After every completed calendar day, a report card will pop up with your overall score and some interesting facts about Australia. Additionally you can pick up some Australian slang by knowing the words and their meanings. The involvement of facts and slang on the report card make the transition from day to day fun and a learning experience.
The first graphical impression that I received was not actually a good one. I noticed a tacky animation of a surfboard moving laterally across the screen during the main menu load-out. While this may not strike most players as a major fault, I believed that this was a visual representation of the game’s effects.
I must admit the game becomes really exciting if you can find one item after another. Not only are you completing the stage quickly but also earning bonuses towards the overall score. By clicking on subsequent items quickly you gain bonuses that can be visually seen in a sparkling ring. I am unsure if it’s my ability to be easily entertained or my increased eye-clicking coordination that keeps me focused (go with the first one). Note the rings below are from using the hint button continuously; remember that cheater I was talking about?
The music changes only between a few tracks throughout the entire game which can reduce the quality. I would have loved a specific track per level that could identify the mood and atmosphere. Finding items in the level Shark Cage should not encompass a flowing guitar melody with gentle waves in the background. A more preferable musical choice would be that of JAWS or built up crescendo that creates a panic for the player. Even the Croc Adventure stage uses similar music when it should be dangerous.
PopCap does well to emphasize that there are over 2,200 hidden objects within 28 individual scenes, yet are we counting item repetition? I noticed that treble clefs, fleur-de-lis, crowns, and other items show up quite readily from scene to scene. More variety or additional clues would have given the game a more challenging experience rather than looking for similar items.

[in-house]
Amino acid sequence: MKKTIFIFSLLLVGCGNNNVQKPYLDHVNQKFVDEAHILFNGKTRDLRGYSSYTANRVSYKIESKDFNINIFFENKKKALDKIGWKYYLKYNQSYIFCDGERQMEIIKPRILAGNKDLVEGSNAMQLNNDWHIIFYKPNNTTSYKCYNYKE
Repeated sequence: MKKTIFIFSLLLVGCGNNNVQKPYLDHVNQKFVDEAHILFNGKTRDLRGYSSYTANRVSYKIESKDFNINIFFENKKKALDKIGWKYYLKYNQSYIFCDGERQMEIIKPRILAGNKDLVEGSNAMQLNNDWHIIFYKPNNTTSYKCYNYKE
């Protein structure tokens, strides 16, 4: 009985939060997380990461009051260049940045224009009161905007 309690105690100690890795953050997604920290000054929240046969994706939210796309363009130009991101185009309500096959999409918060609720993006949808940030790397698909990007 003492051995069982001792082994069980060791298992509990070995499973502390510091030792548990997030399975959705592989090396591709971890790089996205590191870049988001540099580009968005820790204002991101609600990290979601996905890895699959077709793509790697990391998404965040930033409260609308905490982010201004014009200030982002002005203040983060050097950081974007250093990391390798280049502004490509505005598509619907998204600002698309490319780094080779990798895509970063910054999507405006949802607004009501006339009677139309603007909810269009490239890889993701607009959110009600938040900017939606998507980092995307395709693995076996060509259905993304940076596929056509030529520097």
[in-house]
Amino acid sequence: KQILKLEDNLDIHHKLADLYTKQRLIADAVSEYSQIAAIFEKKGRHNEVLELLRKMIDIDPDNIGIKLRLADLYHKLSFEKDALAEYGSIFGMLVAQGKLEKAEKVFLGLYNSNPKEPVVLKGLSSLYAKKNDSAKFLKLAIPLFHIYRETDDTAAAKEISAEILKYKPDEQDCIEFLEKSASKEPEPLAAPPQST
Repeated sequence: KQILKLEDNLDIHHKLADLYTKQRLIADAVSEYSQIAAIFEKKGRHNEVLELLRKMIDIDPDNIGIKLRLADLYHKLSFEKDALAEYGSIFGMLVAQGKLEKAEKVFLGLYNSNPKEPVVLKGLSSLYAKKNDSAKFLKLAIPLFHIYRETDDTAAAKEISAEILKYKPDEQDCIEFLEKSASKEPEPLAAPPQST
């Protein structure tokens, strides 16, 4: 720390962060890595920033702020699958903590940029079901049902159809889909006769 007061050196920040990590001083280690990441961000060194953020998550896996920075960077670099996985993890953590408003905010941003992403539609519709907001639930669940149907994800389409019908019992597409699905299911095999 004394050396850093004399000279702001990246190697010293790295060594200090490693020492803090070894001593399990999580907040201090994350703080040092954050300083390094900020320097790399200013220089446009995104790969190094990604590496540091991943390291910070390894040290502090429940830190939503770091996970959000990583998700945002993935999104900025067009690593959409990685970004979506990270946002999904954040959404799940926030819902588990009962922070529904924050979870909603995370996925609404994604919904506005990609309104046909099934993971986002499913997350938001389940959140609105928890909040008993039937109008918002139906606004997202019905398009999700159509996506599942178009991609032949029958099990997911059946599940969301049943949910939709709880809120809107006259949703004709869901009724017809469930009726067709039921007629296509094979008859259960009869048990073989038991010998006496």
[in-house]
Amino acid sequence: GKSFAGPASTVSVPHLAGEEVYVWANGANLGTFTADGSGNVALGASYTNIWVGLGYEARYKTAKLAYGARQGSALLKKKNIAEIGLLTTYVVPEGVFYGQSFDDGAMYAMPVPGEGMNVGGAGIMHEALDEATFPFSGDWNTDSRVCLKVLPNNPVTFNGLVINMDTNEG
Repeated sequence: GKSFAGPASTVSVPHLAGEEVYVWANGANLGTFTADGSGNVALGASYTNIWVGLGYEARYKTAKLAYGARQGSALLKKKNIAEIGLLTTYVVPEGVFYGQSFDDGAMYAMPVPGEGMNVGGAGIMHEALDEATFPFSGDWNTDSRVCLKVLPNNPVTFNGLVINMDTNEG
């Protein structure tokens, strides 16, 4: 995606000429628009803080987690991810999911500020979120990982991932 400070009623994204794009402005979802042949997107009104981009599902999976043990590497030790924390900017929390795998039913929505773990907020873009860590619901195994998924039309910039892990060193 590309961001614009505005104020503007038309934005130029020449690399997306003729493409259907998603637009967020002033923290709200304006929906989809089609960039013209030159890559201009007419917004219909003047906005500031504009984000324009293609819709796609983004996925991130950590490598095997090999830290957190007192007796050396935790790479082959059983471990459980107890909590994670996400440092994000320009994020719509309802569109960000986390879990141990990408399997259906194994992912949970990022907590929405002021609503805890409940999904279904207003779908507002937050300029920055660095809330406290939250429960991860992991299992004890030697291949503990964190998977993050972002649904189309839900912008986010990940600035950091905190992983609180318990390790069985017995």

Since I have visited Australia for a short duration, I imagined I might be able to relive parts of my own adventure through Vacation Quest: Australia. I thought surely Captain Hook’s adventure would have been part of this unique experience, but I failed to even see Australia’s endangered Daintree Rainforest. While some places I ventured did not make the list of scenes, the Great Barrier Reef as well as monument site of Uluru were pleasant necessities.
If you want a virtual vacation to Australia, this game will be your best bet. While several of the scenes display an interior design of a market, house, or luxury spa, the main attractions will become available once you extend your trip. Even though levels will become repetitive in both audio and visuals, pacing yourself by taking breaks or playing the mini-games will relieve this tension. I would advise anyone to definitely grab your passport because PopCap has a free 60 minute trial.